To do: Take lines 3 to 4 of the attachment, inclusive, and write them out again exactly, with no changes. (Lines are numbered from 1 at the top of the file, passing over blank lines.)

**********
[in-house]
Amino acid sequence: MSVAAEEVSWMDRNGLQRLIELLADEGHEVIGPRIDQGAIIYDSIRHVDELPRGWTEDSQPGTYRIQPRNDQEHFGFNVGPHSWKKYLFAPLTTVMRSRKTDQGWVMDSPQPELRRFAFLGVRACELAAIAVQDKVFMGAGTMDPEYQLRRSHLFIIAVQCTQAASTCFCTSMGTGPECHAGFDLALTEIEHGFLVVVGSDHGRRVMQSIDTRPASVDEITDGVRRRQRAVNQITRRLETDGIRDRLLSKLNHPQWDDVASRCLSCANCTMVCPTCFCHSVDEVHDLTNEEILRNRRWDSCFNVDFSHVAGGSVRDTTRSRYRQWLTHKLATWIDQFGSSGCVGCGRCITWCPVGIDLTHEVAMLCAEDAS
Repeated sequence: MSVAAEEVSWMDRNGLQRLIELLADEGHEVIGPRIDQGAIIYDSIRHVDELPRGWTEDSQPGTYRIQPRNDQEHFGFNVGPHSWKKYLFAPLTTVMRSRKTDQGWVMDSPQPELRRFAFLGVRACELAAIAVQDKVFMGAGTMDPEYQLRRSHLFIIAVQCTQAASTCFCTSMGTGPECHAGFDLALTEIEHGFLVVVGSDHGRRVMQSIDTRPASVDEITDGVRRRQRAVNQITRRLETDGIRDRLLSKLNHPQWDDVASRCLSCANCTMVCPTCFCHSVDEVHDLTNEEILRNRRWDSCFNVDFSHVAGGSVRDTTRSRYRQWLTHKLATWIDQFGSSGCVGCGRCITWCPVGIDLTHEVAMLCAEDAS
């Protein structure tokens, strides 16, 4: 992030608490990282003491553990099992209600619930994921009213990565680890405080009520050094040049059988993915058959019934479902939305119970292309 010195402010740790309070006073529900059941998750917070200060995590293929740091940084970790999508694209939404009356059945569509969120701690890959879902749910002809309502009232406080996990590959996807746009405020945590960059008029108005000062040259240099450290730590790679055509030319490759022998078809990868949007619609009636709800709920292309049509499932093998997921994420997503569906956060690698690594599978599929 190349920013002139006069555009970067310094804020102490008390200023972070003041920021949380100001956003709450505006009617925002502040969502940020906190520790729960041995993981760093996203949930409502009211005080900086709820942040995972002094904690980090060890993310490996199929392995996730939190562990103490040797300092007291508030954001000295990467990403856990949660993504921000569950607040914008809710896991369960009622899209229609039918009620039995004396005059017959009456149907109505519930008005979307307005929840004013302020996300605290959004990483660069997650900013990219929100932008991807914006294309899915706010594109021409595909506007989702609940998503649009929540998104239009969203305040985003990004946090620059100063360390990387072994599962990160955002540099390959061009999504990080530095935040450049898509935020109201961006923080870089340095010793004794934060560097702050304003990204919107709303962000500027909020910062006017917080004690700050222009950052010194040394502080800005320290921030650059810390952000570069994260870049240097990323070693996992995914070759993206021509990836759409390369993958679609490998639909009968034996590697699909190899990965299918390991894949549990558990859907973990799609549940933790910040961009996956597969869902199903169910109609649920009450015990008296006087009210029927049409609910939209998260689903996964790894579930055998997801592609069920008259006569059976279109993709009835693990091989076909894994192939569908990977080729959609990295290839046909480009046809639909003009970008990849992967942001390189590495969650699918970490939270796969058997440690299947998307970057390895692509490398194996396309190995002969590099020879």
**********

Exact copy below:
Repeated sequence: MSVAAEEVSWMDRNGLQRLIELLADEGHEVIGPRIDQGAIIYDSIRHVDELPRGWTEDSQPGTYRIQPRNDQEHFGFNVGPHSWKKYLFAPLTTVMRSRKTDQGWVMDSPQPELRRFAFLGVRACELAAIAVQDKVFMGAGTMDPEYQLRRSHLFIIAVQCTQAASTCFCTSMGTGPECHAGFDLALTEIEHGFLVVVGSDHGRRVMQSIDTRPASVDEITDGVRRRQRAVNQITRRLETDGIRDRLLSKLNHPQWDDVASRCLSCANCTMVCPTCFCHSVDEVHDLTNEEILRNRRWDSCFNVDFSHVAGGSVRDTTRSRYRQWLTHKLATWIDQFGSSGCVGCGRCITWCPVGIDLTHEVAMLCAEDAS
């Protein structure tokens, strides 16, 4: 992030608490990282003491553990099992209600619930994921009213990565680890405080009520050094040049059988993915058959019934479902939305119970292309 010195402010740790309070006073529900059941998750917070200060995590293929740091940084970790999508694209939404009356059945569509969120701690890959879902749910002809309502009232406080996990590959996807746009405020945590960059008029108005000062040259240099450290730590790679055509030319490759022998078809990868949007619609009636709800709920292309049509499932093998997921994420997503569906956060690698690594599978599929 190349920013002139006069555009970067310094804020102490008390200023972070003041920021949380100001956003709450505006009617925002502040969502940020906190520790729960041995993981760093996203949930409502009211005080900086709820942040995972002094904690980090060890993310490996199929392995996730939190562990103490040797300092007291508030954001000295990467990403856990949660993504921000569950607040914008809710896991369960009622899209229609039918009620039995004396005059017959009456149907109505519930008005979307307005929840004013302020996300605290959004990483660069997650900013990219929100932008991807914006294309899915706010594109021409595909506007989702609940998503649009929540998104239009969203305040985003990004946090620059100063360390990387072994599962990160955002540099390959061009999504990080530095935040450049898509935020109201961006923080870089340095010793004794934060560097702050304003990204919107709303962000500027909020910062006017917080004690700050222009950052010194040394502080800005320290921030650059810390952000570069994260870049240097990323070693996992995914070759993206021509990836759409390369993958679609490998639909009968034996590697699909190899990965299918390991894949549990558990859907973990799609549940933790910040961009996956597969869902199903169910109609649920009450015990008296006087009210029927049409609910939209998260689903996964790894579930055998997801592609069920008259006569059976279109993709009835693990091989076909894994192939569908990977080729959609990295290839046909480009046809639909003009970008990849992967942001390189590495969650699918970490939270796969058997440690299947998307970057390895692509490398194996396309190995002969590099020879």